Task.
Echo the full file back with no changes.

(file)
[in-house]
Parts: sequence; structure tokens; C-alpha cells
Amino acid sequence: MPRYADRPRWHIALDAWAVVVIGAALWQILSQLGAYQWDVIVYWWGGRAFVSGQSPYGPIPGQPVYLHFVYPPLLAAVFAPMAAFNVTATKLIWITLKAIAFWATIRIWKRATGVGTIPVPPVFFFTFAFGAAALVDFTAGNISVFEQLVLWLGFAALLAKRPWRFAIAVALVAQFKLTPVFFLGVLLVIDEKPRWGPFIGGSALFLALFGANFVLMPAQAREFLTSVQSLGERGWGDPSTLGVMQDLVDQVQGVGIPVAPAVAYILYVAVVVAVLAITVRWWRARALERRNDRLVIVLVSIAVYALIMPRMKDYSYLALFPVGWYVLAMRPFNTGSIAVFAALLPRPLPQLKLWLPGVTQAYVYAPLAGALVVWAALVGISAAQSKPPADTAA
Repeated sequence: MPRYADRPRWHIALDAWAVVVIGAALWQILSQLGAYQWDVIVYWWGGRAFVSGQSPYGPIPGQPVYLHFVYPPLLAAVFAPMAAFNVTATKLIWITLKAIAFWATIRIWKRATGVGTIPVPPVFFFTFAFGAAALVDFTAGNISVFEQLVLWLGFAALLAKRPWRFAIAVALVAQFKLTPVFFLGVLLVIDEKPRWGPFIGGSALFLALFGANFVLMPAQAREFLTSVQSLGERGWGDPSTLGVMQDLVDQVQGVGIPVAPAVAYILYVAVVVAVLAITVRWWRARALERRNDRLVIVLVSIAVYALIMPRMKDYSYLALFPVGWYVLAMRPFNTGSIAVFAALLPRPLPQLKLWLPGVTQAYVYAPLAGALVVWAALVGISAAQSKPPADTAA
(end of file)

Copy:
[in-house]
Parts: sequence; structure tokens; C-alpha cells
Amino acid sequence: MPRYADRPRWHIALDAWAVVVIGAALWQILSQLGAYQWDVIVYWWGGRAFVSGQSPYGPIPGQPVYLHFVYPPLLAAVFAPMAAFNVTATKLIWITLKAIAFWATIRIWKRATGVGTIPVPPVFFFTFAFGAAALVDFTAGNISVFEQLVLWLGFAALLAKRPWRFAIAVALVAQFKLTPVFFLGVLLVIDEKPRWGPFIGGSALFLALFGANFVLMPAQAREFLTSVQSLGERGWGDPSTLGVMQDLVDQVQGVGIPVAPAVAYILYVAVVVAVLAITVRWWRARALERRNDRLVIVLVSIAVYALIMPRMKDYSYLALFPVGWYVLAMRPFNTGSIAVFAALLPRPLPQLKLWLPGVTQAYVYAPLAGALVVWAALVGISAAQSKPPADTAA
Repeated sequence: MPRYADRPRWHIALDAWAVVVIGAALWQILSQLGAYQWDVIVYWWGGRAFVSGQSPYGPIPGQPVYLHFVYPPLLAAVFAPMAAFNVTATKLIWITLKAIAFWATIRIWKRATGVGTIPVPPVFFFTFAFGAAALVDFTAGNISVFEQLVLWLGFAALLAKRPWRFAIAVALVAQFKLTPVFFLGVLLVIDEKPRWGPFIGGSALFLALFGANFVLMPAQAREFLTSVQSLGERGWGDPSTLGVMQDLVDQVQGVGIPVAPAVAYILYVAVVVAVLAITVRWWRARALERRNDRLVIVLVSIAVYALIMPRMKDYSYLALFPVGWYVLAMRPFNTGSIAVFAALLPRPLPQLKLWLPGVTQAYVYAPLAGALVVWAALVGISAAQSKPPADTAA